Designing a chatbot to teach English: Transforming learning spaces

Research output: Contribution to conferencePapers


BACKGROUND: The potential of natural language processing tools such as chatbots in learning a second or foreign language has not yet been fully realised (Dale, 2016; Fryer et al., 2019). Language learning occurs through interaction with classmates and teachers, which provides comprehensible input, feedback on output and the opportunity to modify output (Mackey, 2012). Chatbots can serve as an always-on source of interaction. In this study, a chatbot was designed and deployed using Dialog flow Messenger. It acts as a conversational interface for English learners and is available on our website or as a mobile application (app). Language learning is most effective when it is immediate and contextual, so this chatbot not only ‘chats’ but also guides learners to appropriate language study resources. It puts students in control of their learning by answering specific questions (e.g., How do I refer to sources in written texts and oral presentations?, Where can I find IELTS materials?, What is the present perfect?); providing customised learning options; and allowing students to learn at their own level, pace, and at a time of their choosing. This study investigates English language students’ attitudes, beliefs, and perceptions towards using a customised chatbot to enhance language learning.
METHODS: Participants consisted of students and teachers (n=4) from a compulsory English for Academic Purposes course at the largest public university in Hong Kong. In this study, the students (n=76) had access to the chatbot for two months. Data on attitudes, beliefs and perceptions regarding the chatbot were collected using a questionnaire and focus groups; transcripts were collected to identify questions put to the chatbot. This mix of methods was chosen to provide rich, detailed, and complex accounts of users’ experiences.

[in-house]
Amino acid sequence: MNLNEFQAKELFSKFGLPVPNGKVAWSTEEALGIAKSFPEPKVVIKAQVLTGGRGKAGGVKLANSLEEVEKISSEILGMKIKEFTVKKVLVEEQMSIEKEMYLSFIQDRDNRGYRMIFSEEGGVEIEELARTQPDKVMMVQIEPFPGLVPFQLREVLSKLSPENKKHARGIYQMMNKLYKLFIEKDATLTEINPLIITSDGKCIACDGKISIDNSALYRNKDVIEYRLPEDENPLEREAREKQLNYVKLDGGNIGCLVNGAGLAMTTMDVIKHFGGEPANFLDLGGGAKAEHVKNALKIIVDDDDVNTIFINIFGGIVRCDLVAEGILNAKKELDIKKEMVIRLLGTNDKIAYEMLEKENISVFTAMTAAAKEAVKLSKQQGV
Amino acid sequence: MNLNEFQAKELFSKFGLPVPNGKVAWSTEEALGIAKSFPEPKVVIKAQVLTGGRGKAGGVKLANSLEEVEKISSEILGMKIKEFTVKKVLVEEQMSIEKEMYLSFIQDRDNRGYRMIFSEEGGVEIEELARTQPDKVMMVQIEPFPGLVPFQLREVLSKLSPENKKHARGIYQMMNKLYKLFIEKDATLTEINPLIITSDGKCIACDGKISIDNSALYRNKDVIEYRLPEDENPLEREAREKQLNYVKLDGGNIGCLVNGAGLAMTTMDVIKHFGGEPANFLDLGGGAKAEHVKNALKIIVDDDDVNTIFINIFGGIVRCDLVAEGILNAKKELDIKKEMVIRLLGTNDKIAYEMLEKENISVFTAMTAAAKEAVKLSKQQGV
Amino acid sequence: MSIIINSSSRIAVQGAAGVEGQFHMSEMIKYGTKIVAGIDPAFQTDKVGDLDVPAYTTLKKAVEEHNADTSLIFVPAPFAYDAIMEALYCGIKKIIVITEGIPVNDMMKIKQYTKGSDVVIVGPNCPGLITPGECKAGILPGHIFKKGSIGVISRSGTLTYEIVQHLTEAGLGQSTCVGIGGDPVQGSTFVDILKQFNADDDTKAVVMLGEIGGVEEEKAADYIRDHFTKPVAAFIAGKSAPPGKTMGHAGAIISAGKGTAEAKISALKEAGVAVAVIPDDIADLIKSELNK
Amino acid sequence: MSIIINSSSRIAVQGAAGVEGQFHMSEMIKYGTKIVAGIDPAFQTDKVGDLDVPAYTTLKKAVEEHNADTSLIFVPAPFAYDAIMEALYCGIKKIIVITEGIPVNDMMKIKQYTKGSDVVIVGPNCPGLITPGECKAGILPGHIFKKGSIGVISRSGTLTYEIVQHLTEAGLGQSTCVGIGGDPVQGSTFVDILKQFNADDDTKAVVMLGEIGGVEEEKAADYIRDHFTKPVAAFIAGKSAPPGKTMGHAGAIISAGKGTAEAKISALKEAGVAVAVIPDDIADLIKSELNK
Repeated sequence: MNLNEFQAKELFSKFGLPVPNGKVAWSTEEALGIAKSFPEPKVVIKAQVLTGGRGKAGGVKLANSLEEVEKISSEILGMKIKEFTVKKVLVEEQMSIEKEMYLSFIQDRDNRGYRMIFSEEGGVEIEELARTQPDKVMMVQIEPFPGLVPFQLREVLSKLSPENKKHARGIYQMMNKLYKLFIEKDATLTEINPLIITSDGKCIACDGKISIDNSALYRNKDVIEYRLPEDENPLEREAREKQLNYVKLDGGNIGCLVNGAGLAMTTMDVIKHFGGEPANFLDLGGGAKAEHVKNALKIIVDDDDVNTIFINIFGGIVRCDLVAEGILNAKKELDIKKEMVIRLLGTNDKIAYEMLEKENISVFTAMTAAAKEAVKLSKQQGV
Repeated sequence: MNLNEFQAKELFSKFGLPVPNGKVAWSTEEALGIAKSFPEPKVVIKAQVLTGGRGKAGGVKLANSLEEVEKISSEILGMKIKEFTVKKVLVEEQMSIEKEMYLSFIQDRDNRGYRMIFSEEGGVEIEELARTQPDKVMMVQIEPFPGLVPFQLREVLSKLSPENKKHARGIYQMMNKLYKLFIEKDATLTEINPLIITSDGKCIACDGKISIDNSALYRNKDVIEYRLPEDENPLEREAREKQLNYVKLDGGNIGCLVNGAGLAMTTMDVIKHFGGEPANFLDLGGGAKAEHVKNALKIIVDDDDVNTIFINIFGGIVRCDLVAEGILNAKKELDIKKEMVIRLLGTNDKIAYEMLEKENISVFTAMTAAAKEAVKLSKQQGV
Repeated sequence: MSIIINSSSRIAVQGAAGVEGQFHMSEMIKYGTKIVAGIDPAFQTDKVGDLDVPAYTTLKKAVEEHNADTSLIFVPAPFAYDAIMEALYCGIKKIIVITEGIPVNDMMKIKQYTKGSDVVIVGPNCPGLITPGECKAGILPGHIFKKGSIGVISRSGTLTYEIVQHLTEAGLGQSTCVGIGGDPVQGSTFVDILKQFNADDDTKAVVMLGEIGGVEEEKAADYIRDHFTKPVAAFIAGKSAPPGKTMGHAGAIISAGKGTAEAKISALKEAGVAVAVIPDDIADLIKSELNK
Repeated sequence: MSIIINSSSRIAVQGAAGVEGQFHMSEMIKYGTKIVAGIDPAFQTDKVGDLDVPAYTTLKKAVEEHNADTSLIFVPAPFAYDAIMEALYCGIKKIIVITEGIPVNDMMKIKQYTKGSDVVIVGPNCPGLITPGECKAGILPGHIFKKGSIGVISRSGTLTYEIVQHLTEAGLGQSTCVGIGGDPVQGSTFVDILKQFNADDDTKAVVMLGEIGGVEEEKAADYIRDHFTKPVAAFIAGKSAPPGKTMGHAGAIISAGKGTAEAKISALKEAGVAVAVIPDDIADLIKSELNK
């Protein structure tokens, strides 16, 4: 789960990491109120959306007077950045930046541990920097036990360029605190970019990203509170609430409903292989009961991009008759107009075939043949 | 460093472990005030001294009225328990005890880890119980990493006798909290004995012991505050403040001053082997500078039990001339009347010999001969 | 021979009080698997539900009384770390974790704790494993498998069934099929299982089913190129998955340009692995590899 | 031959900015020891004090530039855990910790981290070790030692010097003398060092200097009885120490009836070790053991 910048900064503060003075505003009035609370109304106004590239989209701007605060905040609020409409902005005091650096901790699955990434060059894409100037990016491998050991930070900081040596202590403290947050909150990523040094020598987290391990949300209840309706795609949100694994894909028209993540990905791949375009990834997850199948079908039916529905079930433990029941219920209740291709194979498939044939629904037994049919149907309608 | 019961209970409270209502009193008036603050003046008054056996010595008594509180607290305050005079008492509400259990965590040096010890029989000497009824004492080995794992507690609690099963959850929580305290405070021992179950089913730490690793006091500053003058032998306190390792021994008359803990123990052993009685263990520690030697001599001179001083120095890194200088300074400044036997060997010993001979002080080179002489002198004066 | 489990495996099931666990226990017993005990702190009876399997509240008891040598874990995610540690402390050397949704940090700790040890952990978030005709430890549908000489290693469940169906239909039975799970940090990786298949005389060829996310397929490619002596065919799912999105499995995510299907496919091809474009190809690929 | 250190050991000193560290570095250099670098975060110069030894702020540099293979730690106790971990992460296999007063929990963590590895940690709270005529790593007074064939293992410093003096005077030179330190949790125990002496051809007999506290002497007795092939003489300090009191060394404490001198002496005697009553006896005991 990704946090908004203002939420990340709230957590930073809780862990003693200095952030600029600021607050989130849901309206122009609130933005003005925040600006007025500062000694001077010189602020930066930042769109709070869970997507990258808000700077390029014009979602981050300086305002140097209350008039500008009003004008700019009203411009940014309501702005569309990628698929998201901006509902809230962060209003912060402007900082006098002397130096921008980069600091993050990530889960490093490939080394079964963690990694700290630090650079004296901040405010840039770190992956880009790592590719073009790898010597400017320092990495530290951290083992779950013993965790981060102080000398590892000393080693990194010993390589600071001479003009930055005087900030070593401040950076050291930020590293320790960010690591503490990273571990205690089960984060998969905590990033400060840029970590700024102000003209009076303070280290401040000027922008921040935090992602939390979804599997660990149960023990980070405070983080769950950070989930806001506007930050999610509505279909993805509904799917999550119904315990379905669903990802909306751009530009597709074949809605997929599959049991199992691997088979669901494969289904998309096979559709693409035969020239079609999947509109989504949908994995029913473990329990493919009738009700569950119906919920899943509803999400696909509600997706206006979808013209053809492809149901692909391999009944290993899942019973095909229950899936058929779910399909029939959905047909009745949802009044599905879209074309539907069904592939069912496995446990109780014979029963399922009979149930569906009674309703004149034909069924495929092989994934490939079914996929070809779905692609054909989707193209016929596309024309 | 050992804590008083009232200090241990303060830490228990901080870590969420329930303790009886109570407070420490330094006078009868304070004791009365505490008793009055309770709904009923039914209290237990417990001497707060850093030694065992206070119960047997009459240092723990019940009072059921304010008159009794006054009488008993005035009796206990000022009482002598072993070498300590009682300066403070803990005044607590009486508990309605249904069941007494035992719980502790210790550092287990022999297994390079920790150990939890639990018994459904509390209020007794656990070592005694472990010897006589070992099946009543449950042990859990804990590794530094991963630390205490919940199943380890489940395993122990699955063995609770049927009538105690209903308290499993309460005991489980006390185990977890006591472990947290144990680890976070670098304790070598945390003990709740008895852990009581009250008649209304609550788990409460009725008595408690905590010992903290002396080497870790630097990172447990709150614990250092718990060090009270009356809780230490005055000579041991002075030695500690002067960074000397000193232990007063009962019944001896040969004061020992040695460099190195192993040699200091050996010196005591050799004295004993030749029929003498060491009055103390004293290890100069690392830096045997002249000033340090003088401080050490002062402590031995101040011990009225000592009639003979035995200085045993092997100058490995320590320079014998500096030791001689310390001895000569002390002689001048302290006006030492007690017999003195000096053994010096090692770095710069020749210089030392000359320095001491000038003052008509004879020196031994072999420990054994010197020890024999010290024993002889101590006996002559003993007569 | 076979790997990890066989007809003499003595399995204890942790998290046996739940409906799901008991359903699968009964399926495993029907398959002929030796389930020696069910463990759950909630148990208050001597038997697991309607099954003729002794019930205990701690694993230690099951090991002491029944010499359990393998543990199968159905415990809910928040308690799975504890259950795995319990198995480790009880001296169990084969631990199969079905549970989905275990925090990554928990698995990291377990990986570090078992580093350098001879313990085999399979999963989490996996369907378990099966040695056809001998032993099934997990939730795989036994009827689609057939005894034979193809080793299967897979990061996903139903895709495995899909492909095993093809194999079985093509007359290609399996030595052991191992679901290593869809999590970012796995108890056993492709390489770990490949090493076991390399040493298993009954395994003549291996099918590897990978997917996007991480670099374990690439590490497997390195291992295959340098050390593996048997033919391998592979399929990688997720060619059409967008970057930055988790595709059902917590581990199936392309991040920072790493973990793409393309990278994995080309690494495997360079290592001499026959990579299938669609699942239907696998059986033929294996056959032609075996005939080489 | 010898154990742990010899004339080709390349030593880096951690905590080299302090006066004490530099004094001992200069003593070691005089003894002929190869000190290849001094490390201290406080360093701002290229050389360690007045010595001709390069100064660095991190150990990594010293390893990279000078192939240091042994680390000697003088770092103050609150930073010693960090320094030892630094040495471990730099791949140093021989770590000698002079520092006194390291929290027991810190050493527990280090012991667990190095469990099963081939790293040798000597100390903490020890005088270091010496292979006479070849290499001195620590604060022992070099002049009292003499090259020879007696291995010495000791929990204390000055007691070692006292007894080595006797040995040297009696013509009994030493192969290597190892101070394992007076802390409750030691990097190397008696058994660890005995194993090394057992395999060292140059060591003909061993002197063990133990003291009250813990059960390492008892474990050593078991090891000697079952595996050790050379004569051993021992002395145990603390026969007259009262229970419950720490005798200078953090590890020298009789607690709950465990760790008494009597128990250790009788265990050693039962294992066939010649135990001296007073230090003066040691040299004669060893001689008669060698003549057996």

RESULTS: Findings from the questionnaire and focus groups are consistent with previous research that reported positive learning experiences with chatbots (Fryer & Carpenter, 2006; Lin & Chang, 2020). Of the student participants, 85% said it was an enjoyable learning experience and 71% said it answered their questions and directed them to suitable study resources. Transcripts revealed that the most common questions were about IELTS materials (e.g., Where can I find a sample Task 1 essay?, How do I get a high score on Task 2 of the speaking part?) and subject specific questions about assignments (e.g. How many in-text citations are required?, How do I write an integral citation?). In the interviews, a majority of the participants (students and teachers) highlighted the detailed, concise answers/feedback and suggestions as beneficial and informative for language learning.
CONCLUSIONS: The results indicate the chatbot provided rapid access to rich language learning content and encouraged students to find solutions to their questions through self-directed study. These results show that chatbots are a valuable, viable tool for language acquisition. Copyright © 2020 The Education University of Hong Kong (EdUHK).
Original languageEnglish
Publication statusPublished - Nov 2020
EventThe International Conference on Education and Artificial Intelligence 2020 (ICEAI 2020) - , Hong Kong
Duration: 09 Nov 202011 Nov 2020


ConferenceThe International Conference on Education and Artificial Intelligence 2020 (ICEAI 2020)
Abbreviated titleICEAI 2020
Country/TerritoryHong Kong
Internet address


Kohnke, L. (2020, November). Designing a chatbot to teach English: Transforming learning spaces [Online]. Paper presented at The International Conference on Education and Artificial Intelligence 2020 (ICEAI 2020), Hong Kong, China.


  • Chatbot
  • Natural language processing
  • Language learning
  • Self-directed


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